I will say that I've found generic USB floppy drives to be mostly miss than hit. Got two of them and both couldn't read any disk. Ended up buying an old IBM drive that works flawlessly. Also heard that older drives tend to be more likely to support 720KB media, although not sure how true that is.

            With that said, I still prefer to use my LS-120 drive since it is also a 4x floppy drive (so much faster) and it being internal is slightly more convenient for me. Only catch is that if a standard drive writes to a floppy, then sometimes the disk will have to be zeroed out by a standard drive before they can read what the LS-120 drive writes. Generally not a big deal to me since I'm usually using the drive to write boot media, BIOS updates, or transferring the NIC driver, not much the other direction.

            Comment


            • #16
              I am wondering what kind of nostalgy attack would happen if heard floppy disk search and read data sounds.

              Comment


              • #17
                Originally posted by Blzut3 View Post
                I will say that I've found generic USB floppy drives to be mostly miss than hit. Got two of them and both couldn't read any disk. Ended up buying an old IBM drive that works flawlessly. Also heard that older drives tend to be more likely to support 720KB media, although not sure how true that is.

                With that said, I still prefer to use my LS-120 drive since it is also a 4x floppy drive (so much faster) and it being internal is slightly more convenient for me. Only catch is that if a standard drive writes to a floppy, then sometimes the disk will have to be zeroed out by a standard drive before they can read what the LS-120 drive writes. Generally not a big deal to me since I'm usually using the drive to write boot media, BIOS updates, or transferring the NIC driver, not much the other direction.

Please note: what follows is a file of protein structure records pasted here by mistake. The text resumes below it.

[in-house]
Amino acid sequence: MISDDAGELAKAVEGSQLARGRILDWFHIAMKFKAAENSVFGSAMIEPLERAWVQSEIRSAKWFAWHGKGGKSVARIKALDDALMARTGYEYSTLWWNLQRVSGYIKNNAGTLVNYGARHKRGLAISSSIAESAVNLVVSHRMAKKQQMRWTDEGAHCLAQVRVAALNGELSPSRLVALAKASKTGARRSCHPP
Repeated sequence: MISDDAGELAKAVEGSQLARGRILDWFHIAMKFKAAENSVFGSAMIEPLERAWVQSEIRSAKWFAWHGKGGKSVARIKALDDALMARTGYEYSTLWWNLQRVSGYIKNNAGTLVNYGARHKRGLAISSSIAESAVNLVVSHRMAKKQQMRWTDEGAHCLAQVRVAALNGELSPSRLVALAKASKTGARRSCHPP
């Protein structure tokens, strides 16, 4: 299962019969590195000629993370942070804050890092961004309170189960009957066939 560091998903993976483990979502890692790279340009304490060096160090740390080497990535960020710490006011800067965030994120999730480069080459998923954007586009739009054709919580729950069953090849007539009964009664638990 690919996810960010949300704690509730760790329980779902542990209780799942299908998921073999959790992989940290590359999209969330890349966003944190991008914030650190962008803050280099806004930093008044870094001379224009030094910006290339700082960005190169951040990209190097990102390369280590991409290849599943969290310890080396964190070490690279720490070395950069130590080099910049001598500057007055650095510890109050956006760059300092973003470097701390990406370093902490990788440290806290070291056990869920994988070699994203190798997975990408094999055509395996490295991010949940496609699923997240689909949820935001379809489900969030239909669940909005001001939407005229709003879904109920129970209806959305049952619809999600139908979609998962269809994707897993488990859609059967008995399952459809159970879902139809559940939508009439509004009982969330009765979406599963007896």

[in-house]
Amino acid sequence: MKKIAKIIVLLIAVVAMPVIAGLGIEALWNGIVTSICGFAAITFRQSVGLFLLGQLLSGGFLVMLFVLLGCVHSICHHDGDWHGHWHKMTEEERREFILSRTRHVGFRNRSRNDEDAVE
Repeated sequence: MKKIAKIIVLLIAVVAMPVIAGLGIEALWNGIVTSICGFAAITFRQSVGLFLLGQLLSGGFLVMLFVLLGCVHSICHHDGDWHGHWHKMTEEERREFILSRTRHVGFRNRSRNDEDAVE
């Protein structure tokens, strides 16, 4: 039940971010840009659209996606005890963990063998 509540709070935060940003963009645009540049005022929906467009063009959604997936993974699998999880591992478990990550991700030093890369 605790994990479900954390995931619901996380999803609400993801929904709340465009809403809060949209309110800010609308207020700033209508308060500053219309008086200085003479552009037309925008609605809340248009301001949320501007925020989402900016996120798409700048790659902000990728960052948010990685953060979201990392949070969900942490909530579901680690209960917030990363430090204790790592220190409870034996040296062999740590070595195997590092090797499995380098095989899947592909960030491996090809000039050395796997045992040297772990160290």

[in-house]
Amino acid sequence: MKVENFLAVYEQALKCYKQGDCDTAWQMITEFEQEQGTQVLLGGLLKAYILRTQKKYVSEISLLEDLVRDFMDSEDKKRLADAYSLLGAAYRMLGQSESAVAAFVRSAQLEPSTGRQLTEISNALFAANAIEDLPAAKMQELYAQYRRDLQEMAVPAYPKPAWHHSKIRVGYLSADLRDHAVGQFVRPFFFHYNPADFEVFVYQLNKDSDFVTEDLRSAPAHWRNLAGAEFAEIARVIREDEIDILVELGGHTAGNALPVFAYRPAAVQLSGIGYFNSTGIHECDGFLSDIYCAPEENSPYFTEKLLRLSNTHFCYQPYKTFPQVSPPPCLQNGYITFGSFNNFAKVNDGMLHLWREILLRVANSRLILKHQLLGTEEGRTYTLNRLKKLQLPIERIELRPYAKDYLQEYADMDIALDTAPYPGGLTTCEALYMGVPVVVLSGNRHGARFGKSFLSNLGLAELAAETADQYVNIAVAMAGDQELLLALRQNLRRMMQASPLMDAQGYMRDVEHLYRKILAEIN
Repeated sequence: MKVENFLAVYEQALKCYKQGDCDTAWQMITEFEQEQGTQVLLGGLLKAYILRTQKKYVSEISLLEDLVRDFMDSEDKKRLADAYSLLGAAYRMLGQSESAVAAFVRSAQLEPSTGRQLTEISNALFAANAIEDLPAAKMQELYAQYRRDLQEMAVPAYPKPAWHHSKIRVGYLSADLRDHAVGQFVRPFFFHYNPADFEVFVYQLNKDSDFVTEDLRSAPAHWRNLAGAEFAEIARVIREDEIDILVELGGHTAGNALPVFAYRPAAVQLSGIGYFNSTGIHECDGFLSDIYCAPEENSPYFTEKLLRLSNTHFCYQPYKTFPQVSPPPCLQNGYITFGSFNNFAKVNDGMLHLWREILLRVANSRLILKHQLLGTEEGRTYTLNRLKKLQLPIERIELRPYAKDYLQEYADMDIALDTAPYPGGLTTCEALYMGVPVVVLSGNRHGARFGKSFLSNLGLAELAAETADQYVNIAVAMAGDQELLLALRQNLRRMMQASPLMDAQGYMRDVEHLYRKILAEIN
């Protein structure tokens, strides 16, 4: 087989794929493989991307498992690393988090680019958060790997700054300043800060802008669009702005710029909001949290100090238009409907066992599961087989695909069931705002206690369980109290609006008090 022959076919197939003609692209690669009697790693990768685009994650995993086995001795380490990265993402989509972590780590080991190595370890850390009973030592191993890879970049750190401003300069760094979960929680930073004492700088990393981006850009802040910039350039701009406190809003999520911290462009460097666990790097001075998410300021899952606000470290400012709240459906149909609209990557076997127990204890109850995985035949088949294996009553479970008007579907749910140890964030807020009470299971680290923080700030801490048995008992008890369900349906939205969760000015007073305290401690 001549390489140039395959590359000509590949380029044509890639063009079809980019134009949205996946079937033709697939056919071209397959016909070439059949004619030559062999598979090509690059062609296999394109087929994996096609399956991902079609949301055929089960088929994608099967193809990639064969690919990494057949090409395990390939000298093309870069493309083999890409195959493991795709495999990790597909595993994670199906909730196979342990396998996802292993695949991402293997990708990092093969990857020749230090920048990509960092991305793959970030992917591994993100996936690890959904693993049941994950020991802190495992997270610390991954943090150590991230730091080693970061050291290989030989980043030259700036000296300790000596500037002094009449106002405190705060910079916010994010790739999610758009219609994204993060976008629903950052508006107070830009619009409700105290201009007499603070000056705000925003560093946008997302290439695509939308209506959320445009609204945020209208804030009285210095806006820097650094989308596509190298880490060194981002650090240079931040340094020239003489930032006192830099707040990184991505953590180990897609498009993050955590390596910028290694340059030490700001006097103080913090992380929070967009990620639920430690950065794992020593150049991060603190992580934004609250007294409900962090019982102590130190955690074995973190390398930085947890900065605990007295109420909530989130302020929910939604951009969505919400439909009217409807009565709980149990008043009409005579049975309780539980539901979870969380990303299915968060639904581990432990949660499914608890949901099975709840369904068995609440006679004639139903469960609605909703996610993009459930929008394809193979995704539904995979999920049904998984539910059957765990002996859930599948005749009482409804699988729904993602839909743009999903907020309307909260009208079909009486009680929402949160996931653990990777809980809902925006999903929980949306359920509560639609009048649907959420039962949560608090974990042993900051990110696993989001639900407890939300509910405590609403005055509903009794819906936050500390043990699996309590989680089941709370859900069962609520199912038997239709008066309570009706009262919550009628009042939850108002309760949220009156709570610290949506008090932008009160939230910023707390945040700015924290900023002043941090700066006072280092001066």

Fair. Neither of my drives have those problems and, from what I heard, it was actually "older drives tend to be less likely to support 720K floppies", but you're right about the speed.

                When Cathode Ray Dude's video about faster floppy drives came out a little while ago, I used ddrescue (raw) and whatever old version of the F3 counterfeit flash detector I had kicking around and they reported my favourite drive as running at about 1.5x relative to CRD's measured speed for "standard" floppy drives.

                As for the LS120's write limitation, that'd probably be the same reason 1.44M/720K intercompatibility can be spotty. Physically narrower write head having to erase wider flux transitions.

                Comment


                • #18
                  Just how ignorant can Michel be? It doesn't matter how old the hardware you're trying to support is. If you have to support it, it means have a machine in your regular IT fleet with a floppy drive. That machine is used to load new data ONTO the floppies which then get used with the old equipment, and it's subject to all the same IT rules and upgrade policies.

                  I have an old Xeon workstation with 32 GB of RAM and a bunch of other niceties, but also a fully modern kernel and an on-motherboard floppy connector, for exactly this purpose. It runs the recent OS, connects to the rest of the infrastructure over wireguard, but is able to load files onto floppies for older equipment.

                  The alternative is to play chain of fools, copying the data from a modern computer to one running win7, to one runnning xp, to one running win95, to one running.....and so on. No sane IT department is going to do that.

                  Comment


                  • #19
                    I'm still waiting for the floppy driver to be ported to IO_uring.

                    Comment


                    • #20
                      Originally posted by [email protected] View Post
                      Some of you ever called those "diskettes" back then? We did it here in Brazil, but I don't remember reading or hearing English speakers calling those "diskettes", just "floppies".
                      In France it was "disquettes"

                      Comment

                      Working...
                      X